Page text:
Absent of a hard, plastic, physical window shade, the windows of a Boeing 787 are dimmed electronically via buttons. At the same time, however, they can be controlled by cabin crew and locked from passenger control. It’s that outside control that has apparently caused some frustration among American Airlines passengers, prompting the airline to instruct its crews to stop locking the windows.
Controlling the customer experience
Love them or hate them, the windows of a Boeing 787 are unlike the windows of any other commercial aircraft flying. These high-tech electronic windows allow passengers to control how much light is let in. However, it allows airline crews to do the same with the entire aircraft. This functionality has its pros and cons, but a leaked memo posted to Twitter, and shared by several aviation and travel sites such as One Mile At A Time, shows that American Airlines is asking its crews to take a more ‘hands-off’ approach when it comes to this control:
“Customers sitting in the window seats enjoy watching take off, landing and even spotting landmarks from the sky. The Boeing 787 windows are larger and have unique controls for window shades. Recent feedback about customer experiences on this aircraft is that the windows are being fully dimmed and locked by flight attendants, leaving customers frustrated that they are unable to control the window features from their seat. Do not lock the window features on the Boeing 787. It’s important that each customer at a window can control their own experience.”
A smart move by American Airlines?
For the passengers seated at the window, this would undoubtedly be a welcome move. After all, who doesn’t want more control over aspects of the inflight experience? This may be particularly handy for those of us travelers who enjoy snapping photos of the world outside, such as a stunning sunrise/sunset or an epic view of a city below. This would obviously be problematic if the windows were dimmed and locked.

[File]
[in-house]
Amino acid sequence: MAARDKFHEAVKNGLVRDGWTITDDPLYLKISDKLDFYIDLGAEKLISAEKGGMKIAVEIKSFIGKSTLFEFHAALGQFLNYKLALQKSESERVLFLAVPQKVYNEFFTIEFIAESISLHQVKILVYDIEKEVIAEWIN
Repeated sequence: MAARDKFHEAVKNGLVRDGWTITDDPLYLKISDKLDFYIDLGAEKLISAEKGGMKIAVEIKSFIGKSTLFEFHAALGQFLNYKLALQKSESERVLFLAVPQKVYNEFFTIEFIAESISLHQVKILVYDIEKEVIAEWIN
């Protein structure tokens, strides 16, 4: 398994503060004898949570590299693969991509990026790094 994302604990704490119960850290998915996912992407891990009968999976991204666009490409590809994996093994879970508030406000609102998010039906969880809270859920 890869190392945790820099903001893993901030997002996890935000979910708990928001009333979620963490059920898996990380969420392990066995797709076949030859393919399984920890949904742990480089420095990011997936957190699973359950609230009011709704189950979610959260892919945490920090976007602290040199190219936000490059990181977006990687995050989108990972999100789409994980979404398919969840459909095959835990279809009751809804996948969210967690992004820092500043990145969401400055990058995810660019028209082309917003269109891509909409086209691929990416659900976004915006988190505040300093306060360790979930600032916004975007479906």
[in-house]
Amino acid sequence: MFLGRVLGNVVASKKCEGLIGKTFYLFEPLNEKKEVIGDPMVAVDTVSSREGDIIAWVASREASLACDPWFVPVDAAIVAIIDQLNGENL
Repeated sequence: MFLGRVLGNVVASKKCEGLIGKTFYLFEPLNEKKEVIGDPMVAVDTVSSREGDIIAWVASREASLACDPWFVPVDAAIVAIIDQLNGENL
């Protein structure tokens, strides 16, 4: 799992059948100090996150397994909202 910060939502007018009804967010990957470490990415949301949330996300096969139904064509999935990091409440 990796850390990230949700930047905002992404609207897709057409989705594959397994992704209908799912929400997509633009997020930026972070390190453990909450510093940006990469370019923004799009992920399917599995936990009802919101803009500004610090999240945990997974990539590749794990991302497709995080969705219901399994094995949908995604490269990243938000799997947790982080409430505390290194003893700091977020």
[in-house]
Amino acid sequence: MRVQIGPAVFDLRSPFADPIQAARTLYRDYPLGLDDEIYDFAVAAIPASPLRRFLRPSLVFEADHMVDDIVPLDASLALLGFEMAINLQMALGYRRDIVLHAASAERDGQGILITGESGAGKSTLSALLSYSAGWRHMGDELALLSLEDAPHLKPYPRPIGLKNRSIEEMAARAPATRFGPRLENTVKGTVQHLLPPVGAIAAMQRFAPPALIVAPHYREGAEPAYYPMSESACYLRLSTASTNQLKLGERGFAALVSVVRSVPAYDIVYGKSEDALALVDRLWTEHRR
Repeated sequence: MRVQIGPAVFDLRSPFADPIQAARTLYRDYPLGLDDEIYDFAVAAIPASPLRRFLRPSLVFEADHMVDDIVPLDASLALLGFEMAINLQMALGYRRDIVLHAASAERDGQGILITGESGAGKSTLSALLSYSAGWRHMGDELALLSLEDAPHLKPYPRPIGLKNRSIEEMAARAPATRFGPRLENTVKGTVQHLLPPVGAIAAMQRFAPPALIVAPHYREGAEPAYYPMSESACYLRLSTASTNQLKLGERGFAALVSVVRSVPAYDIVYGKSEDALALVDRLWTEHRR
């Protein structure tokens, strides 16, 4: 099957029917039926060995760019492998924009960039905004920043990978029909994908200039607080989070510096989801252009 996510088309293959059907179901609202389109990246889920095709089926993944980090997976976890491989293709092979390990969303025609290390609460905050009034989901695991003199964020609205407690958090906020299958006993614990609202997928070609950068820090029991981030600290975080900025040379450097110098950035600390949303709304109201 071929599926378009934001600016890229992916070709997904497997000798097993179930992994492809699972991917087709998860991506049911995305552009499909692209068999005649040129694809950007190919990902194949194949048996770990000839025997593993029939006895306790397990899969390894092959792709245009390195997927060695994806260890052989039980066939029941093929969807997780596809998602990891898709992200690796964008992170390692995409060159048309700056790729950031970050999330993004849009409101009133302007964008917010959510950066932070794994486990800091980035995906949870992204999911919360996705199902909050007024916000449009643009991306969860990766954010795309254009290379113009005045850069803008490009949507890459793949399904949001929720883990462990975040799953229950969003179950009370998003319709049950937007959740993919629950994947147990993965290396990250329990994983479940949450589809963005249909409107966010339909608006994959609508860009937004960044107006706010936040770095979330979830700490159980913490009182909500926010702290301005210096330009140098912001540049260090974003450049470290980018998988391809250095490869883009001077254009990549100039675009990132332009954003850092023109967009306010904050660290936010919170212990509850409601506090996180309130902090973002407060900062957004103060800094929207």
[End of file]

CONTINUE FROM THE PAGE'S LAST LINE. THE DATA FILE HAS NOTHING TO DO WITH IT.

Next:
Of course, on the other hand, there’s some concern for passengers not seated at the window.
One of the main reasons flight crews dim and lock windows is to allow passengers to get some sleep on those long-haul flights. And when it comes to certain routes, a passenger’s internal clock might be telling them it’s time to sleep, while the view outside is a bright blue sky. This desire to sleep might be in direct opposition to a window-seat passenger who would prefer to get a nice view outside.
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Another scenario might see passengers settling in to watch some inflight entertainment. A fellow passenger’s ‘open’ window and the glare it causes might make this impossible.
It will be interesting to see how this works out for the airline and if it might lead to more conflicts between passengers who have opposing desires for the window brightness in the cabin.
Do you like the 787’s electronic windows? And are you in favor of American Airlines’ message to its crews? Let us know by leaving a comment.
Simple Flying reached out to American Airlines regarding the memo. At the time of publication, no response was received from the carrier.